The World Health Organization said today that China is underreporting cases of the SARS virus and maintains secret military health files that make it impossible to control and monitor the spread of the disease in the Chinese capital.

WHO researchers, speaking in unusually blunt language, said at a news conference that the government has misled the public about the spread of severe acute respiratory syndrome, or SARS. Officials said the number of patients infected with the virus in Beijing could be 200, more than five times what the government has acknowledged.

"We have very clearly said you have an international community over here that does not trust your figures," said Henk Bekedam, head of the office of the World Health Organization in Beijing.

For unknown reasons, three hospitals in the capital run by the People's Liberation Army have treated SARS patients but have declined to report them to China's Health Ministry, WHO officials said.

Wolfgang Preiser, a German medical virologist, said Chinese military doctors provided information about the outbreak during a visit this week to Military Hospital 301 and Military Hospital 309, but only on condition that the WHO not release the data. Contrary to the claims last week by China's health minister, Zhang Wenkang, the military "has its own reporting network that is not linked in with the municipal one," Preiser said.

Bekedam said the WHO investigators "raised these issues in a very open and frank manner with very senior officials. We've said very clearly that the bug doesn't differentiate between military and civilians."

Chinese officials have reported 37 cases of SARS and four deaths in Beijing. But Alan Schnur, an infectious disease specialist at the WHO, said there were probably between 100 and 200 cases.

There were several new reports of SARS infection in the capital.

Beijing University suspended classes in its economic and international relations departments after an economics professor contracted the disease, sources at the school said.

Evidence is emerging that hospitals in Beijing are becoming a source of infection. A reporter on a program called "Son of the East" on China Central Television was diagnosed with SARS after he went to People's Hospital for an unrelated medical procedure in early April. He died Tuesday, state-run news media reported.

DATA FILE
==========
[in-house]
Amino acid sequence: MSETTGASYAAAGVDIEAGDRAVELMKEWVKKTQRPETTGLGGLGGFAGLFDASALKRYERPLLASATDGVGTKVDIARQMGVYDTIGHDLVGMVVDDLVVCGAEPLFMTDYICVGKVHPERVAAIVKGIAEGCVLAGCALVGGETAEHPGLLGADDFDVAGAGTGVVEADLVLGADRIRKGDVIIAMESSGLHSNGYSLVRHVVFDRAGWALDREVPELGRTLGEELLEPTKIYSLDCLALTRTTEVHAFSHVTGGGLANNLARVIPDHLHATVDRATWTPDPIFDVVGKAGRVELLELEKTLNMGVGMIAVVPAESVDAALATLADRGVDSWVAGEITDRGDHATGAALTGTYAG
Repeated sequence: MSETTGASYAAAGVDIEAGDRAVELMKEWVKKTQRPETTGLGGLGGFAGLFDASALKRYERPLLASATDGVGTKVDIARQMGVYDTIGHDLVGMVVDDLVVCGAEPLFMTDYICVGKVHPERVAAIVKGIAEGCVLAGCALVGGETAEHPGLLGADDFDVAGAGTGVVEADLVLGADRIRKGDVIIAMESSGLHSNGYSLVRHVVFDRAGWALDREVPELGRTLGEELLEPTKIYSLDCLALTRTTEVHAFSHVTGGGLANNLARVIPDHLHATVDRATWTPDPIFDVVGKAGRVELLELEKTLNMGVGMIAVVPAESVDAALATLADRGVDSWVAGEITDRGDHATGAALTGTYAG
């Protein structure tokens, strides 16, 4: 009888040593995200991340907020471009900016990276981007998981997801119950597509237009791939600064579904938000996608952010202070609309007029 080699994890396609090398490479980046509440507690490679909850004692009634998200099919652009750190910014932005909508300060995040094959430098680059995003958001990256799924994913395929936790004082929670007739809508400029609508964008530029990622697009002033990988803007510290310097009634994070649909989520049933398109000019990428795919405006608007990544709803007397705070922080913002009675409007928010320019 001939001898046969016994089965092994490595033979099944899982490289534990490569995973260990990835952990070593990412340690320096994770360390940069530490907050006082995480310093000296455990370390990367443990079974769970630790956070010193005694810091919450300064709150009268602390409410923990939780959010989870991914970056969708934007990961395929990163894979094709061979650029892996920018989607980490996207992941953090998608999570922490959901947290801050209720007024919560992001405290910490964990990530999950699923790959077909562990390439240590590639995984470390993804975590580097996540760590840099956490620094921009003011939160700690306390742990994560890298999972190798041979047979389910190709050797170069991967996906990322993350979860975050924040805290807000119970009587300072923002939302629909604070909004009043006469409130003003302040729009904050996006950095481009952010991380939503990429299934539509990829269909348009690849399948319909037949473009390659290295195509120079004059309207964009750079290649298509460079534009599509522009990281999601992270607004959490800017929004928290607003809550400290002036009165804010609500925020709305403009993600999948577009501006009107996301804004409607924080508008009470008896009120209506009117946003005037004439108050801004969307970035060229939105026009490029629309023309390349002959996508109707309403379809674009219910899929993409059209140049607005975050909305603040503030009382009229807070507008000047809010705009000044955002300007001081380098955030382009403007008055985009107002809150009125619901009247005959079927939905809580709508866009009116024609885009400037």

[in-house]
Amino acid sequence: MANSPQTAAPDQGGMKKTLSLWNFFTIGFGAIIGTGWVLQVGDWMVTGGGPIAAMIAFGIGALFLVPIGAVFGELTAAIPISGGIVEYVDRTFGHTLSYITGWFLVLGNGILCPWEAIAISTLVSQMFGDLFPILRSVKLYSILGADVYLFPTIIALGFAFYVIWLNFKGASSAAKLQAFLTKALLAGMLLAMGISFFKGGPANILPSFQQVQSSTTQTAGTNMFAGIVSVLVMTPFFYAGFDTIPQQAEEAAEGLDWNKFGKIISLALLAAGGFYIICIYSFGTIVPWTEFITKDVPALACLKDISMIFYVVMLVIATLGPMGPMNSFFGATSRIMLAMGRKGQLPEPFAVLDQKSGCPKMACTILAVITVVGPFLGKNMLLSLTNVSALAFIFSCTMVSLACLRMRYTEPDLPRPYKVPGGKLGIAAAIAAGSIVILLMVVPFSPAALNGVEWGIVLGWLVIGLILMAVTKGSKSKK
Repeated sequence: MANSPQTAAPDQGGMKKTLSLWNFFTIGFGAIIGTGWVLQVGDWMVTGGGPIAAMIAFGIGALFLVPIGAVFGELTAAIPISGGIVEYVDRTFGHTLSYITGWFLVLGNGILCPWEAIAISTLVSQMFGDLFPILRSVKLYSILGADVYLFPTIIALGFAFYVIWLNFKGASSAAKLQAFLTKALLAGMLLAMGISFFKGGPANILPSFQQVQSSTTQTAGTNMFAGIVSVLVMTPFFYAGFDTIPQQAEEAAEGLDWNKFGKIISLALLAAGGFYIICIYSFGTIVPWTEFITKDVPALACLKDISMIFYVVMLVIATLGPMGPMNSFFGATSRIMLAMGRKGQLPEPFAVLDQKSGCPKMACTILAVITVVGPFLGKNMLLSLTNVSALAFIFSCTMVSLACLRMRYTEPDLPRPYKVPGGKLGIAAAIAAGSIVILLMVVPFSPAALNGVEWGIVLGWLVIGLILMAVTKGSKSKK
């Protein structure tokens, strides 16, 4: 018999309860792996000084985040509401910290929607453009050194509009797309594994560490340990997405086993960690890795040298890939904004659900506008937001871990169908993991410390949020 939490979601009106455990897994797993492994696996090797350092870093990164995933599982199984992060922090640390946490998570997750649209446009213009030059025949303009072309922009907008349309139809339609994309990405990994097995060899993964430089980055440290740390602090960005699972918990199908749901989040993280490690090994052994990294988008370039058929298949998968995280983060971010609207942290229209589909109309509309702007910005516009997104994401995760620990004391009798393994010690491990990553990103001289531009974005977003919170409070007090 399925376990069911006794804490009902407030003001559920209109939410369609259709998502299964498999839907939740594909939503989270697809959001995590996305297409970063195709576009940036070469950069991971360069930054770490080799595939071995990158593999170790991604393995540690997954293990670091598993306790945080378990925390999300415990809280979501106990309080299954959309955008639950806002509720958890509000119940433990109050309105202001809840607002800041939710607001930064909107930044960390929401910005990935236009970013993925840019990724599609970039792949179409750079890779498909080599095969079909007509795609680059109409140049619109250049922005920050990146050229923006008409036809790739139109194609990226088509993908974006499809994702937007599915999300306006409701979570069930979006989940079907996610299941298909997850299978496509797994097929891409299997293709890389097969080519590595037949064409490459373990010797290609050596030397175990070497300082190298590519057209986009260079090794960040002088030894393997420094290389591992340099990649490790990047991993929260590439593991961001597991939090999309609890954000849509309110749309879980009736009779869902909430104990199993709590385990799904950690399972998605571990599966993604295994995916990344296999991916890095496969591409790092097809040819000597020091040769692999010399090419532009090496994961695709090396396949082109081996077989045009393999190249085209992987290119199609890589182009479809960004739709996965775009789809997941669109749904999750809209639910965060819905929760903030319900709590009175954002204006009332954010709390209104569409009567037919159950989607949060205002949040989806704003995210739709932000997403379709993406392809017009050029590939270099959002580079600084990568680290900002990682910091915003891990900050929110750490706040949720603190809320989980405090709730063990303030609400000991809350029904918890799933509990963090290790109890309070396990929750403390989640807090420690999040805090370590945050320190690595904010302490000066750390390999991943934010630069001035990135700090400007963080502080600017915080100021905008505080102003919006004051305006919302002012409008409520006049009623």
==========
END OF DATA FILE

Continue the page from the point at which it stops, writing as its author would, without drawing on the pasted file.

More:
A retired art designer in at the New China Movie Production Co. was infected with the virus after he went to Jishuitan Hospital for treatment of a leg fracture, a source close to the family said. During his stay at the hospital, two of his roommates died. Doctors later attributed the deaths to SARS. Several friends and family members who visited the man at the hospital also developed symptoms. The art designer also died Tuesday, according to state-run news media.

SARS is believed to have originated in November in the southern Chinese province of Guangdong. Since then it has killed more than 160 people around the world and sickened about 3,300. SARS has officially killed at least 65 people and infected 1,445 in China -- nearly half of the cases reported in the world. Chinese doctors have concurred with the WHO's assessment that the country is vastly underreporting the extent of the epidemic.

In Hong Kong, meanwhile, authorities today reported five more deaths, pushing the toll there to 61. Hong Kong has reported 1,268 cases. WHO researchers in Beijing also say a surveillance network in China intended to trace people with suspected links to infected patients is not working.

"The reporting system needs to be improved urgently," Preiser said. "For the data we saw, we were unable to trace the cases back to their source." The WHO said the tracking problem was dangerous because health care workers need to trace all sources of infection if SARS is to be controlled. In addition, Preiser said, not all of the 300 hospitals in Beijing were part of the reporting network.

In some cases, the Chinese successfully traced infections but did not release the information, the WHO officials said. For example, on April 6, a Finnish official from the International Labor Organization died from the disease in Beijing. Beijing's Center for Disease Control traced the source of infection to a Chinese man who sat next to the Finnish man on China Airlines flight 112 from Bangkok to Beijing. However, Schnur said, the information was withheld.

Bekedam said he was concerned that unless China allocated more money for public health, poor people would not be able to pay for treatment if they contract SARS.

"We do believe that the government has not invested in health in the last 30 years," he said. "The government has left it to the people to pay for health care And who among the poor will be able to afford treatment?"

WHO officials, from left, James Maguire, Henk Bekedam and Alan Schnur, say China has misled the public on SARS.